• Make a Police Report . Relying on your memory while riding is risky. It is a good idea to carry a pen, small pad of paper or cellular phone in your bike or fanny pack. Record the license plate number of any car that fails to abide by the rules of the road or exhibits overly aggressive behavior toward you and make a police report. Getting mad and flipping the driver the bird may make you feel better but it's not going to change anything. Take the effort to file the complaint with the local authorities. If enough of us complain in a rational voice, change and action is more likely to occur.
  • Photograph the Offending Motorist. Velcro a disposable camera to your bicycle. If confronted by an angry automobile driver, pull out the camera and take the photo. Most likely, the aggressive behavior will stop and you'll also have documentary evidence for your police report. A camera may also come in handy to photograph the scene of an accident.
  • Call Your Attorney. Ultimately, bicyclists cannot count on automobile drivers to know the rules of the road. It is the biker who must take on the burden of ensuring that his ride is a safe one. In the unfortunate event that you are hit, cut off or otherwise involved in a bike crash caused by a vehicle, do all of the above and contact your attorney. You have rights and may be able to recover for your bike damage and personal injuries. Additionally, it is prudent to hold off making any statements regarding fault or liability until after you've spoken with your attorney. In our experience, athletes have a tendency to slough off any injuries and take responsibility for the accident. After an accident you are usually dazed, confused and don't appreciate the nature and extent of your injuries or the cause of the accident. Cooperate with the police but refrain from making any admissions or statements of liability until you've consulted with your attorney.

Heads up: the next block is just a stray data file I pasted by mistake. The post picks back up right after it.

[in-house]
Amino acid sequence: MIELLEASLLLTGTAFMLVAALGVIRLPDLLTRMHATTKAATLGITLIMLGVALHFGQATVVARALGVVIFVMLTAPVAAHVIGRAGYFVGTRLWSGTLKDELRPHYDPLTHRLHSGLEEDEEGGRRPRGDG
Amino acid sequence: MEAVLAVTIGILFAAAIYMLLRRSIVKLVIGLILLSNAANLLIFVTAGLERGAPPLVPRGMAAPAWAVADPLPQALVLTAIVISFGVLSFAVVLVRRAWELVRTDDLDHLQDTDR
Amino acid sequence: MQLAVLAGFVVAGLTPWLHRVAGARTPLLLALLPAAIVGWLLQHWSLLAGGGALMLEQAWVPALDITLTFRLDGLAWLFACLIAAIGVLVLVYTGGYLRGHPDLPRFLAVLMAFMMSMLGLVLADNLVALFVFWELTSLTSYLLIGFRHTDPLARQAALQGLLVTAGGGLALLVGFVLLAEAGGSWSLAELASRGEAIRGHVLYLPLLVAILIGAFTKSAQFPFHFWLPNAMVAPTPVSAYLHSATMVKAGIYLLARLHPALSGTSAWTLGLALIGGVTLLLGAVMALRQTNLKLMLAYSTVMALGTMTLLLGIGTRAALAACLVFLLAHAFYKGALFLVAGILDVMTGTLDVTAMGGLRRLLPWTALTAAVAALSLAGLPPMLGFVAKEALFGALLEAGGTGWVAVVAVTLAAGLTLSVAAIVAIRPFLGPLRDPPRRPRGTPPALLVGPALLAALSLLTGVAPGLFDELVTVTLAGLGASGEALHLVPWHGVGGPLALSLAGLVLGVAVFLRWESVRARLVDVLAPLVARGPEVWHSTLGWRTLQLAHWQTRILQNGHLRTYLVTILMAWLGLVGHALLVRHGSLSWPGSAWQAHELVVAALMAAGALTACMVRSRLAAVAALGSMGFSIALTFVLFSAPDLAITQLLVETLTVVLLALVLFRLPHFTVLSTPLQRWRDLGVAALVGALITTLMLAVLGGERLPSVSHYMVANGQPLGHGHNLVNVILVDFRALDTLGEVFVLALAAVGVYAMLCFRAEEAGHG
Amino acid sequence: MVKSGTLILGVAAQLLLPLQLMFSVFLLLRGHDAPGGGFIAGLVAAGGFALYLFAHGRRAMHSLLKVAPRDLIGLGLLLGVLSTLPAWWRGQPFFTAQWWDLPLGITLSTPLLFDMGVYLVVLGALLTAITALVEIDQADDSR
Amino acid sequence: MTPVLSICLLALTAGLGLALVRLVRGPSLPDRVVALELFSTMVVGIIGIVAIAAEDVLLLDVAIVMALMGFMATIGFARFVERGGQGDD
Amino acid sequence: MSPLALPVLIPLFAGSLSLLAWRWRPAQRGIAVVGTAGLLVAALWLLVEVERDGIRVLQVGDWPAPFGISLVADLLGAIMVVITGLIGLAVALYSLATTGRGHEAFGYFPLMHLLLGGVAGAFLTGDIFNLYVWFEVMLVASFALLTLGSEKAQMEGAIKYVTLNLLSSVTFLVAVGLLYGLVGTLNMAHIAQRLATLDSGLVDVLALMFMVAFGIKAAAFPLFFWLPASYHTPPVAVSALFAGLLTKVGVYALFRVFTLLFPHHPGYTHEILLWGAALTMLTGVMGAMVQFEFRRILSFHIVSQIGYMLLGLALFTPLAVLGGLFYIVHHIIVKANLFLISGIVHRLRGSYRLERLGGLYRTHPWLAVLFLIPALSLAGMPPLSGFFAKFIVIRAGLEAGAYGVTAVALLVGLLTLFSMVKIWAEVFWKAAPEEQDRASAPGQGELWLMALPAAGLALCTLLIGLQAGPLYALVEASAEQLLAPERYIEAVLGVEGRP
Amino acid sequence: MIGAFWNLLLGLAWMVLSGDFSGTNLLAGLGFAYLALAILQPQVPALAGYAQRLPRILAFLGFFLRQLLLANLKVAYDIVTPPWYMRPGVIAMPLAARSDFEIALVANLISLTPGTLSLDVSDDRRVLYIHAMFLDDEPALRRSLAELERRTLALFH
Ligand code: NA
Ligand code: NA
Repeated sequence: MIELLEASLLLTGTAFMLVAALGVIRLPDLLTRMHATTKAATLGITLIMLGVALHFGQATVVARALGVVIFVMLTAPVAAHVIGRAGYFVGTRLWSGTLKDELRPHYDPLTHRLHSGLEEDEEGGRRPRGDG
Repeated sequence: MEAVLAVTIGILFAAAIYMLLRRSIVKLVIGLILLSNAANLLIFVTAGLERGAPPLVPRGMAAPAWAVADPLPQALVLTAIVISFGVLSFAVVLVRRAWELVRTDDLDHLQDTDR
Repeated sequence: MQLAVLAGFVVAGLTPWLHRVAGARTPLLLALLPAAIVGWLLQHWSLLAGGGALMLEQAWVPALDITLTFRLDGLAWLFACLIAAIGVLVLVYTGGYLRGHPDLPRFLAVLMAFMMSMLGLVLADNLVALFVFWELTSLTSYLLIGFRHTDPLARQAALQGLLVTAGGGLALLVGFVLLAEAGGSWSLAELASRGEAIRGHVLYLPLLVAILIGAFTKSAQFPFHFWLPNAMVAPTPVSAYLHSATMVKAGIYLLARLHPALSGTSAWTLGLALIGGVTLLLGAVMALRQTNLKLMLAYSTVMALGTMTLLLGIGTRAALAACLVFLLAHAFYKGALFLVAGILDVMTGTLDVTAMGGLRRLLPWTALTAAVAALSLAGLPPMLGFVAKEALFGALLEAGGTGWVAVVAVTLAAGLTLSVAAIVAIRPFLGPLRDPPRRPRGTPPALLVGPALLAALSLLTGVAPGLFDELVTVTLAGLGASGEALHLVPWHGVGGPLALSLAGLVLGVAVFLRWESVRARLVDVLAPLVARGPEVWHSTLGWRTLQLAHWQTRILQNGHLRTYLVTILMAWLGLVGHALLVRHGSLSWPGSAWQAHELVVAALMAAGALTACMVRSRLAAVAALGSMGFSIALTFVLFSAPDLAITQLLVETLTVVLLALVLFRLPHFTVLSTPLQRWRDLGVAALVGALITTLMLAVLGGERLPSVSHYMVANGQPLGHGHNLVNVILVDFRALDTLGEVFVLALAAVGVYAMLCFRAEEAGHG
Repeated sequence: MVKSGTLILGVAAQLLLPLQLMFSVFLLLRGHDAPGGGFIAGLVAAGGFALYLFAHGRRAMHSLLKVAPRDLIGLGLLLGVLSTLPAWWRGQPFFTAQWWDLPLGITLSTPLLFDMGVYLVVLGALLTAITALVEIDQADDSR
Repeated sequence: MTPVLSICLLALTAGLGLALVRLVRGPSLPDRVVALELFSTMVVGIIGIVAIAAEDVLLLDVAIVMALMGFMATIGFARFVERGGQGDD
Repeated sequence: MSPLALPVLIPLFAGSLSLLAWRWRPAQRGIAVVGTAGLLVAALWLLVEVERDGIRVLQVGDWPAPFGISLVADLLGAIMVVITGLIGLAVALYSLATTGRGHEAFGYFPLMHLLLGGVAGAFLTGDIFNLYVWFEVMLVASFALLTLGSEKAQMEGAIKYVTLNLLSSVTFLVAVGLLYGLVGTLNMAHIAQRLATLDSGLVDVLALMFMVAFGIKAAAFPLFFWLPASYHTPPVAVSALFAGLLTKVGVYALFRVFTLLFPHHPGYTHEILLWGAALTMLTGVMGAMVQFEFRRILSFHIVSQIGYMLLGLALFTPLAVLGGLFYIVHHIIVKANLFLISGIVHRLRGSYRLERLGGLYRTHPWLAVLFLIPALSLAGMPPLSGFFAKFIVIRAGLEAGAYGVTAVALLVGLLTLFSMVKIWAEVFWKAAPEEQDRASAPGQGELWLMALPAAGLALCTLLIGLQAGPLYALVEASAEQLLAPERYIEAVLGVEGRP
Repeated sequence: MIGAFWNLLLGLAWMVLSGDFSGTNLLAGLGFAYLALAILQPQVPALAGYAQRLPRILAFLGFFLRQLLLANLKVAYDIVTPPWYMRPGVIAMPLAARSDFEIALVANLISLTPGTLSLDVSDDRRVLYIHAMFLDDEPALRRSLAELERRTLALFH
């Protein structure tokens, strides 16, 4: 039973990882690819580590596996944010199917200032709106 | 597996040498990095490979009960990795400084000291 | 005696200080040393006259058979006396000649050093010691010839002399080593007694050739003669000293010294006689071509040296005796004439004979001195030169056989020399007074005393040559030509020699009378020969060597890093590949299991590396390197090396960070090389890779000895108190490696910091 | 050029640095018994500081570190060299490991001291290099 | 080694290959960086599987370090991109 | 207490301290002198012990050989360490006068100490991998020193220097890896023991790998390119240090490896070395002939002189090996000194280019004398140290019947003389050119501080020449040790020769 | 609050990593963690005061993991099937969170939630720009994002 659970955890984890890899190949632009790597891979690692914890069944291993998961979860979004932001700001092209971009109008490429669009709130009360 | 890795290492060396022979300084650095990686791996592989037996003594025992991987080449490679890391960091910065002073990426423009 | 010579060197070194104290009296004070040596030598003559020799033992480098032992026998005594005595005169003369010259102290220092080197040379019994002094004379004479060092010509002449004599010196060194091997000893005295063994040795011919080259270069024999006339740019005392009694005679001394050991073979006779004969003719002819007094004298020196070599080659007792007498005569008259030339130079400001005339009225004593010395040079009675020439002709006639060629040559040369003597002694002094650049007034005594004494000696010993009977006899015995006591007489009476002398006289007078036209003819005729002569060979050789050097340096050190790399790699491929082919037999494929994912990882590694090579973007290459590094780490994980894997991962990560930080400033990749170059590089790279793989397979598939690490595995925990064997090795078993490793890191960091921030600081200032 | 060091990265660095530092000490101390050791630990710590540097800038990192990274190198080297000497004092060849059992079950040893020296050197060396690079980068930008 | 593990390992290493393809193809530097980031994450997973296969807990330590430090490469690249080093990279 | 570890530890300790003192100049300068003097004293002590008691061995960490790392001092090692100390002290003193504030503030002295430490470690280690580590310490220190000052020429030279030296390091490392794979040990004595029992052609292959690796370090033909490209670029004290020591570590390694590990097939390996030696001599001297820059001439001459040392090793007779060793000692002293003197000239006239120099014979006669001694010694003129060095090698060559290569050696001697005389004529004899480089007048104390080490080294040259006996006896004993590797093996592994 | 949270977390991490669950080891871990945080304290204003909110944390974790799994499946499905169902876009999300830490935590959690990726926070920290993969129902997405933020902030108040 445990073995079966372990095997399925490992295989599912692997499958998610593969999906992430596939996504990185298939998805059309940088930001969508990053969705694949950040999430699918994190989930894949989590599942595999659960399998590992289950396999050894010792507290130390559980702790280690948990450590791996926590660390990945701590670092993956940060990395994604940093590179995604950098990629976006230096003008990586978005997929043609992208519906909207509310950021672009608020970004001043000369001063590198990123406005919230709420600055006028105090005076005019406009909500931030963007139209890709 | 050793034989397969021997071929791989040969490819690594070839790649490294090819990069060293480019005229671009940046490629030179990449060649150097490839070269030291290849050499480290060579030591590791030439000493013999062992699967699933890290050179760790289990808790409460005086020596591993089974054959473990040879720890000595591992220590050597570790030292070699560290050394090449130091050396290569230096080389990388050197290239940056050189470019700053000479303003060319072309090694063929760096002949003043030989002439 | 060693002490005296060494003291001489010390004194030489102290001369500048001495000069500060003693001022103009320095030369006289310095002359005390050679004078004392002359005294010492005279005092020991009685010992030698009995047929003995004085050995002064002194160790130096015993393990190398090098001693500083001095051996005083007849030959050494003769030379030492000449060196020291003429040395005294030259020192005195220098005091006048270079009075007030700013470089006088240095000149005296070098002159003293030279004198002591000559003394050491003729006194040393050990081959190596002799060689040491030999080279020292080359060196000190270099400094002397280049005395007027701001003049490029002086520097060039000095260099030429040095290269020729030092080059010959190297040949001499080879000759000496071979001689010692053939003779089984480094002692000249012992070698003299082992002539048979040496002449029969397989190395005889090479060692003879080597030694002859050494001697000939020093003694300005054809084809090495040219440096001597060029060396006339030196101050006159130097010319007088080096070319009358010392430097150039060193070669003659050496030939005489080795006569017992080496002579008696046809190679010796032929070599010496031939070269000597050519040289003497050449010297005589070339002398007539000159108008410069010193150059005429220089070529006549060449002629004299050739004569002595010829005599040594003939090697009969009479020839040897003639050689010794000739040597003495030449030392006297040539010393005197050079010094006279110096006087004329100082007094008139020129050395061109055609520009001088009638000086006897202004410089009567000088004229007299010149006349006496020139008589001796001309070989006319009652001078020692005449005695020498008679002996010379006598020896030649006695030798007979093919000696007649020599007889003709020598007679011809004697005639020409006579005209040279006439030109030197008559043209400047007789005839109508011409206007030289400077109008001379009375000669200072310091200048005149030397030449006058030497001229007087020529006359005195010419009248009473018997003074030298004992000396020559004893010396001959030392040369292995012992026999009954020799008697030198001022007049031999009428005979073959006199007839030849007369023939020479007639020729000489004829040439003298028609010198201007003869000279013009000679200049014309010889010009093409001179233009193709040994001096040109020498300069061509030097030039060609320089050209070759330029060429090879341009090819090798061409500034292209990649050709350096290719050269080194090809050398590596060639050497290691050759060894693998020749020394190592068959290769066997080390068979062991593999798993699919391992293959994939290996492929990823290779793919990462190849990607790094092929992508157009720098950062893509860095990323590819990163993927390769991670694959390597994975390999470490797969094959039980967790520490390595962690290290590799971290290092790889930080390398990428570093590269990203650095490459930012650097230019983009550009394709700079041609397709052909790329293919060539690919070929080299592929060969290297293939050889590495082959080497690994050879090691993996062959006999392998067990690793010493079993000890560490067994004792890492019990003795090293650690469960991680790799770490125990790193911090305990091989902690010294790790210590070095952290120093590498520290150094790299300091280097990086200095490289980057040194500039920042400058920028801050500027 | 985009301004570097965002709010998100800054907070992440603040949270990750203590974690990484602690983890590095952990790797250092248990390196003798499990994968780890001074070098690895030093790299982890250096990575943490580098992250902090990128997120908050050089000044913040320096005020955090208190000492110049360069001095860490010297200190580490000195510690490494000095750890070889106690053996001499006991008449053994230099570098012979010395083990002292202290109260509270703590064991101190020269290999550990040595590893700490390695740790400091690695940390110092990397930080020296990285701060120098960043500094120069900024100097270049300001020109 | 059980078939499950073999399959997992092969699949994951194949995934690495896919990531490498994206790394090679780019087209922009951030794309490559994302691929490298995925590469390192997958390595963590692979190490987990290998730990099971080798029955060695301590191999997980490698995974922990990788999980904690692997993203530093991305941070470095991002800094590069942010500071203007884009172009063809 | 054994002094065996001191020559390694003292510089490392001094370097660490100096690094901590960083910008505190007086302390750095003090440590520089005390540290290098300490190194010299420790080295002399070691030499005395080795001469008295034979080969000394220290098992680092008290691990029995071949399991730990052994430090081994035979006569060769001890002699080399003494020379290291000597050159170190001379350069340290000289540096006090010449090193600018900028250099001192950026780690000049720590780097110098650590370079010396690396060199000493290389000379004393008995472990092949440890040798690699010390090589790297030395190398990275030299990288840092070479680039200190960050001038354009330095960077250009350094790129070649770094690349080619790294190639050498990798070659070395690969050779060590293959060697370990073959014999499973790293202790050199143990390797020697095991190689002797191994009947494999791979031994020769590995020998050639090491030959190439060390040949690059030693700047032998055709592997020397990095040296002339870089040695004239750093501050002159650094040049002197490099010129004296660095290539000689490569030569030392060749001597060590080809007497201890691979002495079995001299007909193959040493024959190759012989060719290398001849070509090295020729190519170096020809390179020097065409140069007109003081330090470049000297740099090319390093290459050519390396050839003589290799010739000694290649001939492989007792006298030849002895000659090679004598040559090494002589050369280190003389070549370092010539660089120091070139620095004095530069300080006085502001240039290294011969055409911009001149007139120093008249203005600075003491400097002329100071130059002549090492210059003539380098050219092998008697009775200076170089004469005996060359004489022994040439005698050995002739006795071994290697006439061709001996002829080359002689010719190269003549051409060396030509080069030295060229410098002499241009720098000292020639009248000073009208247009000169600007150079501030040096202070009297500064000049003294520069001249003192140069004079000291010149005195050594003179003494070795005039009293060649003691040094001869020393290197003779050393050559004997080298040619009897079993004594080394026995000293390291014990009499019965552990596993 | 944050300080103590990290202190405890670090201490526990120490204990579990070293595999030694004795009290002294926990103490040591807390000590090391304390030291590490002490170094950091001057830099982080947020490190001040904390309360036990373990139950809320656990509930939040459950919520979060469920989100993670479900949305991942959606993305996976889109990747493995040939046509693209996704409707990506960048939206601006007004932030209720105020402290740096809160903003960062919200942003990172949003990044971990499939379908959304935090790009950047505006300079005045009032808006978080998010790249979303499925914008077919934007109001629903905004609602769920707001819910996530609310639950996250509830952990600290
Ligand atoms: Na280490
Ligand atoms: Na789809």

• Spread the Word. Whenever you get the chance, explain the rules of the road to your friends, family, neighbors and co-workers - anyone that will listen. It's amazing how many people, including law enforcement officers, really believe that cyclists do not belong on the road. Education and awareness is the key to change.

Criminal Penalties

If a driver hits a cyclist or causes an accident, criminal penalties will most likely be imposed. The charge could range from careless or reckless driving to manslaughter - wanton disregard for human life. There are also various possible charges if the driver is under the influence of alcohol and causes serious bodily injury - a five year felony - or if death occurs - a fifteen year felony. If the driver does not stop to help the injured cyclist, he could also be charged with leaving the scene of an accident. That is why it's important to always get the license plate number and/or description of the car if you are able. The list of possible offenses is almost endless depending on the facts and circumstances of the case. The charge and ultimate penalty imposed, however, is up to the law enforcement personnel and the judge or jury. Your participation in the criminal aspects of any bicycle injury matter would be limited to being asked to make a statement or to act as a witness. Any evidence or verdict obtained from a criminal proceeding, however, could be used in your civil case.


Be Safe, Know Your Rights and Spread the Word.

In the final analysis, it is up to the cyclist to ensure his or her safety. After being hit by an automobile, it is little consolation to know that you had the right of the way. Hopefully, though, with a little education, a little more awareness and a little common sense, we can all learn to share the road and make it a safer, friendlier place for bicyclists.